Planning your next weekend road trip? Add the Cape George scenic drive to your bucket list. This route is an ideal alternative to those who might not have time to experience all 300 kilometers of the Cabot Trail, but still want to experience the natural beauty of Nova Scotia.

Also referred to as the Mini Cabot Trail, start your journey on Highway 245 by Malignant Cove, a small community located nearby the town of New Glasgow. From here, prepare to be wowed by picturesque coastal scenery, an abundance of hiking trail, and of course, lighthouses.

Take in Panoramic Views atop Cape George Point

Overlooking the waters of St. George’s Bay is Cape George Point. Located approximately 18 kilometres from the starting point of Malignant Cove, this short drive opens to one of the Northumberland Shore Regions’ most impressive views. If you arrive on a clear day, you may even be able to see Prince Edward Island and Cape Breton Island in the distance.

Once you arrive, look out for the Cape George Lighthouse. Located atop a cliff, this lighthouse makes a great photo op for visitors and continues to serve a functional purpose by guiding incoming vessels at St. George’s Bay. While you admire its architecture, consider its history as well. Initially erected in 1861, the current lighthouse is the third of its kind to be built at this location. On-site interpretive panels further tell the story of this lighthouse and its history.

Get Active at the Cape George Hiking Trails

Take your travels from the road to the trail. Designed by local trail builder, Peter Jackson, the Cape George Hiking Trails offer up 33 kilometers of trail in the form of connected loops and linear sections around the Cape George peninsula, overlooking St. Georges Bay.

With a range of trail length and difficulty, there is something for everyone. Depending on your route, this Mini Cabot Trail hiking experience may take you past meadows, old-growth forests, cliffs, bay views, and elevations of 600ft above sea level. Hikers will appreciate several panoramic views, including one of Ballantyne’s Cove.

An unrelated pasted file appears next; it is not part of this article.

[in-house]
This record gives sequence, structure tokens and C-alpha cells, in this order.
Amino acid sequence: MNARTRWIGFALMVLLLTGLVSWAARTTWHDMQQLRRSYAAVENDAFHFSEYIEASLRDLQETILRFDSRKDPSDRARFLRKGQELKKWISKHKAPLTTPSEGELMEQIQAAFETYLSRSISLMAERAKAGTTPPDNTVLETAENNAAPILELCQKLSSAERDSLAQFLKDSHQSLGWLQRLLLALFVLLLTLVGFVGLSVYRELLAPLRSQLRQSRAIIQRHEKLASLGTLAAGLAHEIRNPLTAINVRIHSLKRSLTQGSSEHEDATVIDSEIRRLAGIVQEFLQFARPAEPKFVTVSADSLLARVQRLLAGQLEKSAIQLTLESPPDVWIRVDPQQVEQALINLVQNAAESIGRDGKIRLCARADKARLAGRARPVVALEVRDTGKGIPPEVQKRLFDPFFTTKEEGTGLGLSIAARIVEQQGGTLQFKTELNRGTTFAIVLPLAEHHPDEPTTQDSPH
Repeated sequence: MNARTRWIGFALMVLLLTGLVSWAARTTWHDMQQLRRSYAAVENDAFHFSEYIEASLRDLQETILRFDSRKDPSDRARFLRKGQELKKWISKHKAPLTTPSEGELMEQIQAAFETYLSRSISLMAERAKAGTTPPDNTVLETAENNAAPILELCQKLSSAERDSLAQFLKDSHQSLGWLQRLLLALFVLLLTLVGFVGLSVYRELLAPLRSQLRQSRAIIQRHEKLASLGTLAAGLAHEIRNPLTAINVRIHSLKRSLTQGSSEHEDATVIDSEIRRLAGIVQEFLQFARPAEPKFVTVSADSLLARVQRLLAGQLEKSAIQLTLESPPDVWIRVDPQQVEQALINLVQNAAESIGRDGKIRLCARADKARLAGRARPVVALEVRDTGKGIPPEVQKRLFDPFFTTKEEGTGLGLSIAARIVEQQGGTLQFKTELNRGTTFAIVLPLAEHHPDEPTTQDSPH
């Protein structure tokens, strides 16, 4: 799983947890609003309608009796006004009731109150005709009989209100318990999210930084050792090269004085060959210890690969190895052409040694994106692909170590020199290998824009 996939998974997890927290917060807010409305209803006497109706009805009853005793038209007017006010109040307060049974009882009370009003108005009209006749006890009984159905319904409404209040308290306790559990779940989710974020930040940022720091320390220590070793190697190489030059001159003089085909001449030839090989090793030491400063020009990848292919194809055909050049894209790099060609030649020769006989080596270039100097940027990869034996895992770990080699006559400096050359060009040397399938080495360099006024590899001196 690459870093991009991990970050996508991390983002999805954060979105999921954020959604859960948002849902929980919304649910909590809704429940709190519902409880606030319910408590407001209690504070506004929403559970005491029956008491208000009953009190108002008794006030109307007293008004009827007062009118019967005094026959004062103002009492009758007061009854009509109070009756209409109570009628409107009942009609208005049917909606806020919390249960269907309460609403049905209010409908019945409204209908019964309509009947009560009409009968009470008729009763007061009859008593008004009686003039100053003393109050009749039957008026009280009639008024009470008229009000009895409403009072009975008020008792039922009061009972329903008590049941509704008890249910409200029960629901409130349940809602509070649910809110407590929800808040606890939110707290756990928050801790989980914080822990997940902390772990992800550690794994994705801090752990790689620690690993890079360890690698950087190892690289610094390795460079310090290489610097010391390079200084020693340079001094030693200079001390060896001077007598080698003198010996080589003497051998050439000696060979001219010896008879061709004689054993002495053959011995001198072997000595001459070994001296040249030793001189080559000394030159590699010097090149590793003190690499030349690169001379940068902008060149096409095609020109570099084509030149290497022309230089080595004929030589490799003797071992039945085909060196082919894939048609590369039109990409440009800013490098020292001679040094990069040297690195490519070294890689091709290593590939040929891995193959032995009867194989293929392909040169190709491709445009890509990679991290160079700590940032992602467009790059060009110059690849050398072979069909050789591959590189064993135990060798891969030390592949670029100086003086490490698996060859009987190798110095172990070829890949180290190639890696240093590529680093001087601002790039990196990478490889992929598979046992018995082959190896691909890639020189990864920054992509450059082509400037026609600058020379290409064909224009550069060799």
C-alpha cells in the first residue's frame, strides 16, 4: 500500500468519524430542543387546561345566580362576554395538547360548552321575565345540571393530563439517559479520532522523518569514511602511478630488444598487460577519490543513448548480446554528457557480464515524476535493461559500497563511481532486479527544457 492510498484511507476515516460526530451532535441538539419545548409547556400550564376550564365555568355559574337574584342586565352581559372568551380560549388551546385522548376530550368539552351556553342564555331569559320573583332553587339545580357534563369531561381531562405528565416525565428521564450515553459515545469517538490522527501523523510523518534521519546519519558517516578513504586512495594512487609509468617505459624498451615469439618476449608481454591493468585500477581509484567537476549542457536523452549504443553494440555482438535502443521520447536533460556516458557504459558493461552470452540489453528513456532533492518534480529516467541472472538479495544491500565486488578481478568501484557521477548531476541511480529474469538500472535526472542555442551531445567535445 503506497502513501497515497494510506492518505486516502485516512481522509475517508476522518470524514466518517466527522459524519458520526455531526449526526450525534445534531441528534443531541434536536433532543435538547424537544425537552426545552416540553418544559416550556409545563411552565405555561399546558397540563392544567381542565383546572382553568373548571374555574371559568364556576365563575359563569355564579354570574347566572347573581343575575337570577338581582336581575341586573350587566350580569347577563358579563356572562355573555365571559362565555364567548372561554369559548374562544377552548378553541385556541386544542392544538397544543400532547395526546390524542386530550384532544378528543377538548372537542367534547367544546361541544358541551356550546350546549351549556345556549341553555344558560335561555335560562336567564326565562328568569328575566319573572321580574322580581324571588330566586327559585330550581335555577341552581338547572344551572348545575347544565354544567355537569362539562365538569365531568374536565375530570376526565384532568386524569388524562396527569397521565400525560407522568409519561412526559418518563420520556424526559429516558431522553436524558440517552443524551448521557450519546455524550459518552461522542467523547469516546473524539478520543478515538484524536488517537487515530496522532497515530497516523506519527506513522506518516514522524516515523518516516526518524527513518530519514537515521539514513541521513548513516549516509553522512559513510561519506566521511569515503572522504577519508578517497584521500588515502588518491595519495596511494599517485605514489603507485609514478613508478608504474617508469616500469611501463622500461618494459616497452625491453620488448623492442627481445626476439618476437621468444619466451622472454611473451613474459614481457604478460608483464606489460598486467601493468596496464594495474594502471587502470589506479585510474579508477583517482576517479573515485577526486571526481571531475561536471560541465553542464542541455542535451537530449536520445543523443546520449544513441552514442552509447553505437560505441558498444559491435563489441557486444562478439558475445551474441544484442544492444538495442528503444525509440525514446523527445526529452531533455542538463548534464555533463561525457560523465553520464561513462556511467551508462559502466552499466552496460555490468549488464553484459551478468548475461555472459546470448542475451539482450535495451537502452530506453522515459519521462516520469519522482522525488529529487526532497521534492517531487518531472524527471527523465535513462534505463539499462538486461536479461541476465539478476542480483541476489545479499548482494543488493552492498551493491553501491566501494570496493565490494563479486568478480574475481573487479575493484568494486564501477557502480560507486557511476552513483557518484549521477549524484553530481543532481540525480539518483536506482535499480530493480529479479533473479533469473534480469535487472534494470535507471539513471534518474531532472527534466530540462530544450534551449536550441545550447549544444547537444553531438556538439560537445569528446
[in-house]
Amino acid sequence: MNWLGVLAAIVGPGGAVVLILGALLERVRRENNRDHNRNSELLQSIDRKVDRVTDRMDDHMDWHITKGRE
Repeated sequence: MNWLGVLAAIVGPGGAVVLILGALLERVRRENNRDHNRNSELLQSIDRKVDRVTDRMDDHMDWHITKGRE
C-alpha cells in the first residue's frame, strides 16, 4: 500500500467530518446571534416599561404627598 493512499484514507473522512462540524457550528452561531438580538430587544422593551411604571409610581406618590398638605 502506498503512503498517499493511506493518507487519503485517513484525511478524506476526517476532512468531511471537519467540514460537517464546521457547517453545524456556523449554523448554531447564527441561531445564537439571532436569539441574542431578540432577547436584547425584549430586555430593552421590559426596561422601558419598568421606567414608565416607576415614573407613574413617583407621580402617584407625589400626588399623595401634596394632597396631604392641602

The three serviced trailheads include Cape George Point Lighthouse, Cape George Heritage School, and Ballantyne’s Cove Tuna Interpretive Centre.

Immerse Yourself in Tuna Fishing Culture at Ballantynes Cove

As you pass through farmland and the occasional view of the Northumberland Shore along Highway 337N, you will soon approach Ballantyne’s Cove. Before proceeding further, stop at the lookout for incredible views of St. George’s Bay, Cape George, and the cove itself.

Once you are on foot, walk around the Ballantyne’s Cove Marina, where you will immediately take notice of an abundance of Tuna fishing boats as well as other watercraft, especially between August and October. Ballantyne’s Cove is also a principal trading point for Japanese merchants who are looking to purchase sushi-grade Atlantic Bluefin tuna. If the Cove’s emphasis on fishing is starting to pique your interest, stop in at the Tuna Interpretive Centre to learn more about its history. You will be amazed to read about the area’s largest tuna catch at over 1400 pounds!

The beauty of Ballantyne’s Cove may have you tempted to experience it further. If you don’t fish, check out a crescent pebble beach, a short walk from the Tuna Interpretive Centre. Here, visitors can enjoy the warm waters of St. George’s Bay in the summer months.

Stop for a Break at the Livingstone’s Cove Wharf Park

Whether you decide to begin here or break up your journey between a few other Mini Cabot Trail sights Livingstone’s Cove Wharf Park is a great spot to take a break and enjoy your surroundings. 

Pack a lunch and enjoy a meal outdoors at its picnic tables. Stop by later in the day to savor a beautiful sunset by the beach. If you want to stay active and enjoy the nearby waters, Livingstone’s Cove also provides a launch area for canoes and kayaks.

Keen to experience more landmarks in Nova Scotia? Consider these remarkable attractions upon your next visit.

Special thanks to the staff at the Comfort Inn in New Glasgow, NS for their suggestions.

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